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A Scrap of Paper

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Table of Contents

1. Prologue: What We Have Forgotten 2. Belgian Neutrality 3 The "Belgian Atrocities" and the Laws of War on Land 4. Occupation and the Treatment of Enemy Civilians 5. Great Britain and the Blockade 6. Breaking and Making International Law: The Blockade, 1915-1918 7. Germany and New Weapons: Submarines, Zeppelins, Poison Gas, Flamethrowers 8. Unrestricted Submarine Warfare 9. Reprisals: Prisoners of War and Allied Aerial Bombardment 10. Conclusion Bibliography Index

About the Author

Isabel V. Hull is John Stambaugh Professor of History at Cornell University. She is the author of A Scrap of Paper: Breaking and Making International Law during the Great War, Absolute Destruction, and Sexuality, State and Civil Society in Germany, 1700-1815, all from Cornell.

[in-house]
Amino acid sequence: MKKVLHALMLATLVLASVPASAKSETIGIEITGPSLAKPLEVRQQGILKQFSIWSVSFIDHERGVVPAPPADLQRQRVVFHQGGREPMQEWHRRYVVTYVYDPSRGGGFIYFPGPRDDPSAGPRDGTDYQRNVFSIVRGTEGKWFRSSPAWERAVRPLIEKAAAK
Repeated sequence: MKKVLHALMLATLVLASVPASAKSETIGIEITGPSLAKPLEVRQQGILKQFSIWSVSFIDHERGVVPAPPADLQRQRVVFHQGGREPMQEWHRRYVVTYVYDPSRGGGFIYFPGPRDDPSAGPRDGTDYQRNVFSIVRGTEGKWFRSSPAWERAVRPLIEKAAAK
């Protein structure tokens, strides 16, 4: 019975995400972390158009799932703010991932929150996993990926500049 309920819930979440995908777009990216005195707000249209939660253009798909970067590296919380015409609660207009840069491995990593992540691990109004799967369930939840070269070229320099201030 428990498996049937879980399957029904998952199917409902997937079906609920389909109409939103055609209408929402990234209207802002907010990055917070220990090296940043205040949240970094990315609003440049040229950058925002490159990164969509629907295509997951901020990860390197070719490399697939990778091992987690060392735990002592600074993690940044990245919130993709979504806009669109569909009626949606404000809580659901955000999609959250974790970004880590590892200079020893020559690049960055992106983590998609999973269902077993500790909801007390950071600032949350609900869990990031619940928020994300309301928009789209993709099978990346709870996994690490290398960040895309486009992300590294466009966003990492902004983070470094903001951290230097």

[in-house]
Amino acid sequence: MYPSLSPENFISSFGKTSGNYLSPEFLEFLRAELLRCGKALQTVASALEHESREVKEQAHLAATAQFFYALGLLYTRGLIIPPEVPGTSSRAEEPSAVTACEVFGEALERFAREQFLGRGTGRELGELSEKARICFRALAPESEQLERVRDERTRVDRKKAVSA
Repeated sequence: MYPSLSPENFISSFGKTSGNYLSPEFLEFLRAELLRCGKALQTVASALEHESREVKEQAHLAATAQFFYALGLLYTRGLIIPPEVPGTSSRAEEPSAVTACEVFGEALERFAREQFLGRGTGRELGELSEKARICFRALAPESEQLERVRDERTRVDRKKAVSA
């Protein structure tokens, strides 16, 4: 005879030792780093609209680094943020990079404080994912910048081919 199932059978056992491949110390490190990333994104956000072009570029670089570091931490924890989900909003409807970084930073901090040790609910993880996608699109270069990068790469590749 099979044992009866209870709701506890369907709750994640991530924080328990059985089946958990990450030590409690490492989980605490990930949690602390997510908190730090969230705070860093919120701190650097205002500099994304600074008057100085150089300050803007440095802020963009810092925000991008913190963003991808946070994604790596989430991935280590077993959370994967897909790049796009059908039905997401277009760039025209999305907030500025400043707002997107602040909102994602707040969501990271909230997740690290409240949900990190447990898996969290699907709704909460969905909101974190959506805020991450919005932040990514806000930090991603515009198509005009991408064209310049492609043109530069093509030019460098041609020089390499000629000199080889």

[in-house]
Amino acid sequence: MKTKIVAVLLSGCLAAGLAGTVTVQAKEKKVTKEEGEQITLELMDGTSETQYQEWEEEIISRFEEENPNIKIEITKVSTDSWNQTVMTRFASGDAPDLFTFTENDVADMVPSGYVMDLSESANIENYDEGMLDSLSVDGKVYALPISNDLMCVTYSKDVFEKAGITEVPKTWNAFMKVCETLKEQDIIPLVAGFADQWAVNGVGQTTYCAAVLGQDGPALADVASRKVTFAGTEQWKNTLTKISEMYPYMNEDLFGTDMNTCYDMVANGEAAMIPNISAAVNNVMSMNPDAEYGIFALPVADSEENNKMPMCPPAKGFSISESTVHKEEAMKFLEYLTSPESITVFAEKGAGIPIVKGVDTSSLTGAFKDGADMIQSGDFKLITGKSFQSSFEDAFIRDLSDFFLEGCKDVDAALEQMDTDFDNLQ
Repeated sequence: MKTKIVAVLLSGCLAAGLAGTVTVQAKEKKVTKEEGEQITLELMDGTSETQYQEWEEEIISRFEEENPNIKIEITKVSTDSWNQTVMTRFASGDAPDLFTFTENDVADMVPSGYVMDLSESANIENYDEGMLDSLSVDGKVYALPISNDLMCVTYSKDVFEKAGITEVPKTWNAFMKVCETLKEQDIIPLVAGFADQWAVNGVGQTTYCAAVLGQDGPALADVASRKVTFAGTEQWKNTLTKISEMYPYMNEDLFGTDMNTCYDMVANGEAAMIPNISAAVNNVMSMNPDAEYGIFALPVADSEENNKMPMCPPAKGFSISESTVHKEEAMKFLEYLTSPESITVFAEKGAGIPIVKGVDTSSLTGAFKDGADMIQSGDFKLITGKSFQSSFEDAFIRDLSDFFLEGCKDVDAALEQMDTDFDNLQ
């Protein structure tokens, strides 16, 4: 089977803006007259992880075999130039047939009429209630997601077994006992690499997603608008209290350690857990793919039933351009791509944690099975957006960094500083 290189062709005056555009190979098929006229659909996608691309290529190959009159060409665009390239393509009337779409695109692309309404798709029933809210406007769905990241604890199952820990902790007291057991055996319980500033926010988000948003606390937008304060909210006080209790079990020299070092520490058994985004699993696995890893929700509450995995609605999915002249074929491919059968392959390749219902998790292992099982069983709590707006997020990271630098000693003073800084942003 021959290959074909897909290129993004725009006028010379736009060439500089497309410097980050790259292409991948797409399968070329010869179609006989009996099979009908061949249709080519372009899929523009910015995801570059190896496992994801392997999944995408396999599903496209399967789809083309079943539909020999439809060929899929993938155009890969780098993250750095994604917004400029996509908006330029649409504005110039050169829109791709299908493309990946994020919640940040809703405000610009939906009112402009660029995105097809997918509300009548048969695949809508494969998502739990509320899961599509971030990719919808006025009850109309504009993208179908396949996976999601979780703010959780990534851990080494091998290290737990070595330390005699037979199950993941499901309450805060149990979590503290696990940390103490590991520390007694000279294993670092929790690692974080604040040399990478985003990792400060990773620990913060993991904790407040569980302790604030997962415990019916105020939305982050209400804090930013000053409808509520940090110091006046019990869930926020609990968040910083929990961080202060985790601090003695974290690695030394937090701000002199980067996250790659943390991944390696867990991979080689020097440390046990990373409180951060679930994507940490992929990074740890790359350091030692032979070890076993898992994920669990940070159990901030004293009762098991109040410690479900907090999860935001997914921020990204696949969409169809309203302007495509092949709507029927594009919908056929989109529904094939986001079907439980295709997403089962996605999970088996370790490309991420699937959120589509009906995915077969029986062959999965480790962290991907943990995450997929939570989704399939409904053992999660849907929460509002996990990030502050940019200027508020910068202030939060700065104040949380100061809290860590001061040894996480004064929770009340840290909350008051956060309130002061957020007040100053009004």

"A Scrap of Paper is a strong demonstration of the worth of international law and the laws of war in particular, and vindicates Ms. Hull's standing as one of our greatest historians of modern European politics."-Samuel Moyn, The Wall Street Journal (June 6, 2014) "Cornell University history professor Isabel V. Hull gives a thorough and thoughtful investigation into one of the war's trigger points, the legal issues surrounding Germany's invasion of Belgium. The assault widened the war by drawing in Britain, committed by treaty to protecting Belgian neutrality. Germany was a signatory to that same treaty, but its army command believed that "military necessity" trumped international agreements and, as Hull finds, Germany's military seldom coordinated its planning with the country's civilian leaders. A Scrap of Paper is a luminous account of war and international law with implications for recent and ongoing world conflicts."-David Luhrssen,Shepherd Express (August 2014) "A Scrap of Paper should be required reading for scholars of World War I and of the laws of war. It raises outstanding questions, such as why World War I is the exception to the rule that major wars tend to be followed by new laws of war. It also should have a wide readership among international relations scholars."-Tanisha M. Fazal, Political Science Quarterly (Winter 2014-2015) "[A Scrap of Paper]is an impressive analysis, by a remarkable historian, of specific international laws (both customary and treaty-based) that were historically regarded as important by the protagonists at the outset of World War I, the Great War of 1914 -18. The book's author, Isabel Hull, a professor of history at Cornell University, contends that breaches of these rules were at the heart of the perceived need to have recourse to war...This splendid publication does not in any general sense determine where responsibility lay for World War I.Many books have recently addressed this topic. But that is not the author's intention. Rather she intends-and totally succeeds-to show that World War I cannot be understood without an appreciation of where the Great Powers stood on the momentous international law issues of the day. Thus she reveals through prodigious scholarship, eschewing the broad sweep and examining in this fashion every relevant international law controversy before and during the war. And through this indirect means (ideally with the help of recently written important histories of World War I), the reader will also have a better sense of Germany's relentless advance towards hegemony. And the reader whose field is international law will have seen deployed in these pages an understanding of various possible interpretations of critical elements of law. Ideas relating to military necessity, self-defense, neutrality, reprisals, 'new weapons,' and constraints in submarine warfare are unfolded here as never before because the historical context in which they were formulated and invoked is so marvelously explained. A Scrap of Paper is an outstanding book and a work of exceptional scholarship."-Rosalyn Higgins,American Journal of International Law(July 2015) "This book will be of interest to serious students of World War I. It explores important, long-forgotten decision making that influenced some of the best known and far-reaching operations in military history. A Scrap of Paper is also a source of unusual case studies for practitioners who need to understand how diplomacy, operational design, and strategic communications shape, and are shaped, by international law. This book illuminates challenges facing practitioners today as much as those facing their predecessors a century ago."-Michael H. Hoffman, Military Review (July-August 2015) "This book should not get lost in the rather large volume of new studies published as we mark the centennial of the First World War. It makes a distinct contribution not only to the bast hisoriography of the war, but also to the developing body of literature on the intersection of law and international conflict."-Peter Price,Canadian Military History (23, November 2015) "Over the last decade, with wars in Iraq and Afghanistan, the laws of armed conflict have become matters of popular and public interest. Despite the growth of international humanitarian law, much of the law with which we still operate dates from the fifteen years just before the First World War and was applied within it. A Scrap of Paper is the first book to pay sustained attention to the subject of international law in the First World War since 1920. It is not only a timely book, it is an overdue one, and its impact on the study of the war will be important and game-changing. Isabel V. Hull has the linguistic range and scholarly tools to tackle the subject in the truly comparative fashion that its complexity demands."-Sir Hew Strachan, All Souls College, University of Oxford, author of The First World War: To Arms "Isabel V. Hull's passionate narrative of the role of international law in the decision-making processes in Berlin and London during the First World War opens a strikingly original perspective on the consciousness of the wartime actors. This was a war waged also by legal arguments. In the end, the inability and unwillingness of Imperial Germany to defend its case in legal terms crucially undermined its war effort. This is not only superb history, but also the most powerful defense of the role of law in international crisis that I have read, and as such is of obvious contemporary relevance."-Martti Koskenniemi, Academy Professor, University of Helsinki, author of The Gentle Civilizer of Nations: The Rise and Fall of International Law 1870-1960